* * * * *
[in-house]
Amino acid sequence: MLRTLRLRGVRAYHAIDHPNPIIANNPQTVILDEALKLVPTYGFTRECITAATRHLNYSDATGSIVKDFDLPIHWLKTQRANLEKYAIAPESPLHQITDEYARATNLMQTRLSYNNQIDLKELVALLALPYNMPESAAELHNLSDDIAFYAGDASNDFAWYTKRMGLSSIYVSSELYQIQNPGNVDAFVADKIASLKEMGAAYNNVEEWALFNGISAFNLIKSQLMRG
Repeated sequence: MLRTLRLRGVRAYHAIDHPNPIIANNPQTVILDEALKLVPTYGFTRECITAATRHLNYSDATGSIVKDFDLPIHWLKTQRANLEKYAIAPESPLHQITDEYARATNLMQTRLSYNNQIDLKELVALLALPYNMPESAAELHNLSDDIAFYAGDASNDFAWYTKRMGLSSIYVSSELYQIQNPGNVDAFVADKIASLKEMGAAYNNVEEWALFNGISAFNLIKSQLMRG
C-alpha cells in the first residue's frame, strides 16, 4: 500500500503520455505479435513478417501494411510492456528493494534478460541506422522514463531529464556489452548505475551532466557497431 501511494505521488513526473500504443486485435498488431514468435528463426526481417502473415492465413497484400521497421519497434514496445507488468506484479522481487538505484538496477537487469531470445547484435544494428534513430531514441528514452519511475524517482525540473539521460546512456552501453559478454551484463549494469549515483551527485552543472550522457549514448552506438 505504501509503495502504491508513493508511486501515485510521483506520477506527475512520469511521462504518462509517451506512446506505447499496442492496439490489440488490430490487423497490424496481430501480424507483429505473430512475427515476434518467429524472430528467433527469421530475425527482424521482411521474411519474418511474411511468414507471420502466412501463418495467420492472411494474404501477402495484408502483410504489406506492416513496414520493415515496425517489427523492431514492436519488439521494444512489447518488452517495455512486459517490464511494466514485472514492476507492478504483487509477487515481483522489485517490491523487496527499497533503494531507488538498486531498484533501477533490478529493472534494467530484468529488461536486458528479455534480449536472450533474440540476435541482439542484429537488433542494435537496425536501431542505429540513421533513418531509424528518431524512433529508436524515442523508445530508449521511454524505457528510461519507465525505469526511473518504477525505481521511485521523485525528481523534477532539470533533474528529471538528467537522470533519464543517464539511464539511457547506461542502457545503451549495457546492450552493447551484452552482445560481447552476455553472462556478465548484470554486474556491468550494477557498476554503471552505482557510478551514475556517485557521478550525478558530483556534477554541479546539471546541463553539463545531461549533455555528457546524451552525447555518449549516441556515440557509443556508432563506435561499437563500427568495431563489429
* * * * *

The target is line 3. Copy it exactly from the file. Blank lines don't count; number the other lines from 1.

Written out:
Repeated sequence: MLRTLRLRGVRAYHAIDHPNPIIANNPQTVILDEALKLVPTYGFTRECITAATRHLNYSDATGSIVKDFDLPIHWLKTQRANLEKYAIAPESPLHQITDEYARATNLMQTRLSYNNQIDLKELVALLALPYNMPESAAELHNLSDDIAFYAGDASNDFAWYTKRMGLSSIYVSSELYQIQNPGNVDAFVADKIASLKEMGAAYNNVEEWALFNGISAFNLIKSQLMRG